The Maremma/The Maremma
Mais elle etait du monde, ou les plus belles choses,
Ont le pire destin;
Et Rose elle a vécu ce que vivent les roses,
L'espace d'un Matin.
There are bright scenes beneath Italian skies,
Where glowing suns their purest light diffuse,
Uncultured flowers in wild profusion rise,
And nature lavishes her warmest hues;
But trust thou not her smile, her balmy breath,
Away! her charms are but the pomp of Death!
He in the vine-clad bowers, unseen is dwelling.
Where the cool shade its freshness round thee throws,
His voice, in every perfumed zephyr swelling,
With gentlest whisper lures thee to repose,
And the soft sounds that thro' the foliage sigh,
But woo thee still to slumber and to die.
Mysterious danger lurks, a Syren, there,
Not robed in terrors, or announced in gloom,
But stealing o'er thee in the scented air,
And veiled in flowers, that smile to deck thy tomb:
How may we deem, amidst their bright array,
That heaven and earth but flatter to betray?
Sunshine, and bloom, and verdure! can it be,
That these but charm us with destructive wiles?
Where shall we turn, O Nature! if in thee
Danger is masked in beauty—death in smiles?
Oh! still the Circe of that fatal shore,
Where she, the sun's bright daughter, dwelt of yore!
There, year by year, that secret peril spreads,
Disguised in loveliness, its baleful reign,
And viewless blights o'er many a landscape sheds,
Gay with the riches of the south, in vain,
O'er fairy bowers, and palaces of state,
Passing unseen, to leave them desolate.
And pillared halls, whose airy colonades,
Were formed to echo music's choral tone,
Are silent now, amidst deserted shades,*
Peopled by sculpture's graceful forms alone;
And fountains dash, unheard by lone alcoves,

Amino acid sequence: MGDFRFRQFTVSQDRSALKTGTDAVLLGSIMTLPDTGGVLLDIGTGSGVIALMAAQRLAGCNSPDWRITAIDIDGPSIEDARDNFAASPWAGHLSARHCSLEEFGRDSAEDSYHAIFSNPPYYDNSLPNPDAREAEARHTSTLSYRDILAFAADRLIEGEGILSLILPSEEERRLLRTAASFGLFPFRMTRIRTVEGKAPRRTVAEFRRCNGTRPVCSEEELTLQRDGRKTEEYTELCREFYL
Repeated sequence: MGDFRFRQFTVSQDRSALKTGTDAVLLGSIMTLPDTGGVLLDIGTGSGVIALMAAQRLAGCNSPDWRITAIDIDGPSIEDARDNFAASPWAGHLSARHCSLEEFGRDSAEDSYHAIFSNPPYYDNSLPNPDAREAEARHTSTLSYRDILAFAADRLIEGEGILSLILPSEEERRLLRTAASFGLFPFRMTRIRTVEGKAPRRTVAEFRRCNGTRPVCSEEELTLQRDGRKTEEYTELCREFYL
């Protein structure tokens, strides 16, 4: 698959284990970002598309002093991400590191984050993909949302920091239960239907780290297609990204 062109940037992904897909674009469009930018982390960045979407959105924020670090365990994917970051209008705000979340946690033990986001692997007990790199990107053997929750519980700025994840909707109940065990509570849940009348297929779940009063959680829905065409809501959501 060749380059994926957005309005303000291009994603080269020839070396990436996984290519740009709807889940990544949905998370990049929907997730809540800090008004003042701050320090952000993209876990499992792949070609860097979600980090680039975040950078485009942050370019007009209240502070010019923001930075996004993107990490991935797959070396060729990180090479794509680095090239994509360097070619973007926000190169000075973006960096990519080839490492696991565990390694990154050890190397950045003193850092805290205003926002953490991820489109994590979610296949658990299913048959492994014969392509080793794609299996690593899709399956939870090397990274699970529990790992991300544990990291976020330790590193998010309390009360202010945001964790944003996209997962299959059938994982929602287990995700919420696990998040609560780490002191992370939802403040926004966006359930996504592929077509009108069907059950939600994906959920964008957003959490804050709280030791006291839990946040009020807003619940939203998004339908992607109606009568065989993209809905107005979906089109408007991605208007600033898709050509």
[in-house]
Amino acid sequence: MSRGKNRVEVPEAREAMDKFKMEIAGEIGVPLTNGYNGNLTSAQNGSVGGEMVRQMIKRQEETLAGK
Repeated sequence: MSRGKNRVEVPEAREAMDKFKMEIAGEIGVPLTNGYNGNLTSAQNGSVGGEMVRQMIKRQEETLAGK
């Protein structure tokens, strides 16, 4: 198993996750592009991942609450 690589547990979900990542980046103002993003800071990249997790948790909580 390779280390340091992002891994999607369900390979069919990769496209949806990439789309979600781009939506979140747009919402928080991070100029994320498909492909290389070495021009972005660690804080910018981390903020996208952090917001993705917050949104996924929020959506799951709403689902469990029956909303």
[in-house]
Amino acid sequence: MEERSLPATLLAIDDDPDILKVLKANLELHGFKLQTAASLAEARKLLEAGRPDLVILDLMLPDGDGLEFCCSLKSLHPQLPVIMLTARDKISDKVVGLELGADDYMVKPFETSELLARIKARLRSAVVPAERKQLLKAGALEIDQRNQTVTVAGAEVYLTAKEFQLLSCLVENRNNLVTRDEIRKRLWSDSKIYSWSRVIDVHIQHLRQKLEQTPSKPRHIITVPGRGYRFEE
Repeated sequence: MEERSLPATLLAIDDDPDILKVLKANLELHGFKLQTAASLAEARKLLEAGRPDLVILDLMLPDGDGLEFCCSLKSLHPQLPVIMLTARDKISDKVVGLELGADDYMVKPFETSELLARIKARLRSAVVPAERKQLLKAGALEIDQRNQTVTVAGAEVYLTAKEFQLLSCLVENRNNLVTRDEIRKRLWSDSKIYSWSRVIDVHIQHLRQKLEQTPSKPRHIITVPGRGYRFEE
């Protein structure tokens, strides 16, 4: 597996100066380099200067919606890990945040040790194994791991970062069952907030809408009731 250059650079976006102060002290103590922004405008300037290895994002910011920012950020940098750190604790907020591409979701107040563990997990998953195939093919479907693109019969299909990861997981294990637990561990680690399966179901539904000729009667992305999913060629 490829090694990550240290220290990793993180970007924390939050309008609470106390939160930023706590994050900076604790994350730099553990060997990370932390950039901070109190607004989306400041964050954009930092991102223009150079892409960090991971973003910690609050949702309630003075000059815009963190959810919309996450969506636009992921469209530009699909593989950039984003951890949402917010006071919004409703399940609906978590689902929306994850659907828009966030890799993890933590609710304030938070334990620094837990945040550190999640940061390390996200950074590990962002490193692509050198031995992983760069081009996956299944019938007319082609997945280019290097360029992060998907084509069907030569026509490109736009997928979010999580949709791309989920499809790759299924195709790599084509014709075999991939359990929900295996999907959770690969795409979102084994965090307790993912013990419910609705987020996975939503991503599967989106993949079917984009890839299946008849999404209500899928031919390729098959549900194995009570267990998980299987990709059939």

Neglected temples, and forsaken groves.
And there, where marble nymphs, in beauty gleaming,
Midst the deep shades of plane and cypress rise,
By wave or grot might Fancy linger, dreaming
Of old Arcadia's woodland deities.—
Wild visions!—there no sylvan powers convene,—
Death reigns the genius of the Elysian scene.
Ye, too, illustrious hills of Rome! that bear
Traces of mightier beings on your brow,
O'er you that subtle spirit of the air
Extends the desert of his empire now;—
Broods o'er the wrecks of altar, fane, and dome,
And makes the Cæsars' ruined halls his home.
Youth, valour, beauty, oft have felt his power,
His crowned and chosen victims—o'er their lot
Hath fond affection wept—each blighted flower
In turn was loved and mourned, and is forgot.
But one who perished, left a tale of woe,
Meet for as deep a sigh as pity can bestow.
A voice of music, from Sienna's walls,
Is floating joyous on the summer air,
And there are banquets in her stately halls,
And graceful revels of the gay and fair,
And brilliant wreaths the altar have arrayed,
Where meet her noblest youth, and loveliest maid.
To that young bride each grace hath Nature given,
Which glows on Art's divinest dream—her eye